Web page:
GovTrack Site Updates in 2016

This past year was a busy year for us. We’ve made many improvements throughout the site and thanks to users like you we’ll be able to keep the site going into 2017.

You helped us increase our budget

Thanks to users like you who are supporting us with monthly contributions, we increased our operating budget by about 33%! We’ll be putting that to use by keeping GovTrack Insider going and making small site improvements. Our goal is to raise enough to hire one full time staff member (we currently have no full time staff), but we’re still far away from that.

We’ve been in the news

We were in the news many times this year, including a hilarious mention in Last Week Tonight with John Oliver, a Washington Post endorsement of a congressional candidate, election fact-checking articles, and much more.

We’ve been writing plain-language summaries of bills

In the summer of 2015 we began writing plain-language summaries of as many bills as we could get to, plus special articles on topics of interest. Some of our recent posts by our staff writer Jesse Rifkin include:

Congress finally gave us the data we’ve been asking for

After 15 years of asking Congress for better data about the status of legislation, Congress finally devised and implemented a new legislative data publication system earlier this year. You can read more about it at my blog post here. It is a big deal that Congress has moved to the 21st century in how they make legislative status data available to us and other data users.

Vote-related new features on GovTrack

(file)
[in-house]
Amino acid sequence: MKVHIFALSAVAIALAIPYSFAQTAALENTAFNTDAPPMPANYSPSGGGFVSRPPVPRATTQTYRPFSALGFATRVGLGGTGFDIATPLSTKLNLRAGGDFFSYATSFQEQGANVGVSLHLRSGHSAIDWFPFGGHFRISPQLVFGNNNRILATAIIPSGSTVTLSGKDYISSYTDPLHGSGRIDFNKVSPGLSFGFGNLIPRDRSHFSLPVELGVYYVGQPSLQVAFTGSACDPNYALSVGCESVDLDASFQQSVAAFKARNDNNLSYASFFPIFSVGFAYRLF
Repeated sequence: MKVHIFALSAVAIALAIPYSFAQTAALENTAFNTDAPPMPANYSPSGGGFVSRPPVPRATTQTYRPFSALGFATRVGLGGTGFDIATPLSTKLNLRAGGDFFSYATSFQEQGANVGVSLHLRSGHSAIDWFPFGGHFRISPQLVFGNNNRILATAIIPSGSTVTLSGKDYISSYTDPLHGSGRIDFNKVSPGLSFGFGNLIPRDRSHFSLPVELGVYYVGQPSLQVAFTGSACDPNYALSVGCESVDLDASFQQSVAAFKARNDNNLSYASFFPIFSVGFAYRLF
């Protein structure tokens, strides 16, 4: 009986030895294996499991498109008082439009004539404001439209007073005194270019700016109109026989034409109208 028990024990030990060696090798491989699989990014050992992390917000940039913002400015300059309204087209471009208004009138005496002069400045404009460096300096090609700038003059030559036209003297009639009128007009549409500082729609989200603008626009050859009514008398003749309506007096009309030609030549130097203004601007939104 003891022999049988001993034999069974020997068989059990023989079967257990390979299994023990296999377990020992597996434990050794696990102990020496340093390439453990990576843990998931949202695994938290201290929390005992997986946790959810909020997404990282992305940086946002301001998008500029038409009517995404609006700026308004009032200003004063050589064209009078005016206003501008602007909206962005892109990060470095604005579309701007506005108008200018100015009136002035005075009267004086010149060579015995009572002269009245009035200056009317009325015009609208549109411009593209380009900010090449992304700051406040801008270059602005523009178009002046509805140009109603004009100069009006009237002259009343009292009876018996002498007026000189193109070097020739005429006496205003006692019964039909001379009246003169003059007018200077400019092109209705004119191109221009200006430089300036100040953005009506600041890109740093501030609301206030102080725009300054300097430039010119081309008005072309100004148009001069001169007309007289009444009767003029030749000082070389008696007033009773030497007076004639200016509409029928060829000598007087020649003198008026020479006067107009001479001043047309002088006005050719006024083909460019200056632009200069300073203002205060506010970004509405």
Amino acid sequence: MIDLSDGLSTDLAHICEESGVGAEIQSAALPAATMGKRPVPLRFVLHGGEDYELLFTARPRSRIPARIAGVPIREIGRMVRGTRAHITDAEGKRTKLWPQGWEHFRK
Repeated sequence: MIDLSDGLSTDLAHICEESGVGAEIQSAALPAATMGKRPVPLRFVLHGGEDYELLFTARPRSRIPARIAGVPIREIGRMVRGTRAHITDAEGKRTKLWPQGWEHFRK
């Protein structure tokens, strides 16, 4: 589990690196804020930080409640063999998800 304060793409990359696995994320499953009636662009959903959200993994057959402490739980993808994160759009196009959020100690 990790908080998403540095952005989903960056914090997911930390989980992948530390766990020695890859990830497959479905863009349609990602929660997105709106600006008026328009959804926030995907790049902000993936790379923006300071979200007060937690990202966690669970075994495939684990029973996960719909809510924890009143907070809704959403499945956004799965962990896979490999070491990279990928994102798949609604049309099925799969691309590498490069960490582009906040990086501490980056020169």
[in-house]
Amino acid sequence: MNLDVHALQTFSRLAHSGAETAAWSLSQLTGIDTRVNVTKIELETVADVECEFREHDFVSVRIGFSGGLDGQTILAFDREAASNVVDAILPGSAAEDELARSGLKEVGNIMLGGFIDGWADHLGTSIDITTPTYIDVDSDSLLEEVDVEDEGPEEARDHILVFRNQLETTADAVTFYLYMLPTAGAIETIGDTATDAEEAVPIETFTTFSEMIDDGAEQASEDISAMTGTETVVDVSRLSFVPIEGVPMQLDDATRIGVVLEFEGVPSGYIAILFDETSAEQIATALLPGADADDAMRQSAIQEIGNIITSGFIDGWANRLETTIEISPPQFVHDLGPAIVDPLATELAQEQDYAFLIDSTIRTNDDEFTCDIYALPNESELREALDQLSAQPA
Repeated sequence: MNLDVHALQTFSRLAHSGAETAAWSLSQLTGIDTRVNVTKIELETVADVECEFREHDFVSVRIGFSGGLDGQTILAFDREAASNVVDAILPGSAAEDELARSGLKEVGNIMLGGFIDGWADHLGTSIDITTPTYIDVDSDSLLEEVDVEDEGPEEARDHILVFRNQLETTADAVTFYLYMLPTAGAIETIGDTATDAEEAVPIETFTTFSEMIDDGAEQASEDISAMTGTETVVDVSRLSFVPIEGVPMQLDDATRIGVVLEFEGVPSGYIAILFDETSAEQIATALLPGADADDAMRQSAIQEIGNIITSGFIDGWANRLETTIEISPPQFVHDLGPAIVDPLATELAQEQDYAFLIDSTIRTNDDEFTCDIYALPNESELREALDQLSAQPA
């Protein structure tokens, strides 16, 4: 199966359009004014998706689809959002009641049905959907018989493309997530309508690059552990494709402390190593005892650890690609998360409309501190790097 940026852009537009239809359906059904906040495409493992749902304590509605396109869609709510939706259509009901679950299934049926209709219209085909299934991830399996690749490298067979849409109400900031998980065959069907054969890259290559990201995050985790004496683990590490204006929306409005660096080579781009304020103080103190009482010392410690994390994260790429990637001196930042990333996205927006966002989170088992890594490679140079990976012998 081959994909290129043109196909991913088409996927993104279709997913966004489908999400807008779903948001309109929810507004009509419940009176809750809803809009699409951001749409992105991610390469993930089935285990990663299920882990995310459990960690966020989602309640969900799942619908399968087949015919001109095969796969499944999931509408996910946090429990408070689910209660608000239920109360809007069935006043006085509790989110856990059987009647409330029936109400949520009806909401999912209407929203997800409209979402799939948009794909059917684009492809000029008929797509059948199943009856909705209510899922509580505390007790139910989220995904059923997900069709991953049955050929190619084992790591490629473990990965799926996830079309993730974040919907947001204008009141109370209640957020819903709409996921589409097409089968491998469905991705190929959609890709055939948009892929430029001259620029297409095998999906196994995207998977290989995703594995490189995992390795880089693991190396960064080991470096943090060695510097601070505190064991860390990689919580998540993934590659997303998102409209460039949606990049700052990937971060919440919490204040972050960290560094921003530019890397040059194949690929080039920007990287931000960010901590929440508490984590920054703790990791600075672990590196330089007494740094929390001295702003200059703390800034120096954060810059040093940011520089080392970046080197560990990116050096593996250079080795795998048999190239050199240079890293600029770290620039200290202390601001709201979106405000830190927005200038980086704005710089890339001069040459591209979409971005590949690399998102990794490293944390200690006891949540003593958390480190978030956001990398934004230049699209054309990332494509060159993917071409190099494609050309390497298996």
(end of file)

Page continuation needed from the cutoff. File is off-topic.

We began showing “key votes” on the pages for Members of Congress (like here for retiring senator Harry Reid). The key votes are selected automatically based on a statistical analysis.

Key Votes

We also added some geographic maps of votes for votes in the House of Representatives, using a cartogram so that each congressional district is represented as an equally sized hexagon (example):

Vote Cartogram

And we link to ProPublica’s missed vote explanations site whenever a Member of Congress has an explanation of why they missed a vote.

Site improvements related to bills

You can now react to bills with emjois, like on Facebook, to show what you think about them. You’ll see this at the top of every bill page:

React with an Emoji

Every bill page now has a link to, our sister site where you can make campaign contributions to Members of Congress that cosponsor bills you support — or to their opponents if you oppose the bill.

Bill Actions

We replaced our prognosis scores with scores computed by Their predictions about whether or not a bill will be enacted are more accurate than our previous predictions.

We’re pulling in summaries of bills from Wikipedia when we don’t have a summary.

Site improvements related to Representatives and Senators

We completely re-did our congressional district maps, thanks to the help of volunteer Aaron Dennis and the support of mapping company Mapbox, to make our maps cheaper for us to maintain and update.

Earlier this year we added links to Sunlight Foundation’s EmailCongress tool, but we removed the links after the Sunlight Foundation discontinued the tool.

Other site improvements

We improved the page load times throughout the site.

We simplified the site’s design, which makes it easier for us to keep the site operating correctly, and we think it is more friendly in some places.

See you in 2017!




  1. I don’t recall receiving any of the recent posts by staff writer Jesse Rifkin – and I’m a monthly contributor. How are these posts sent out?


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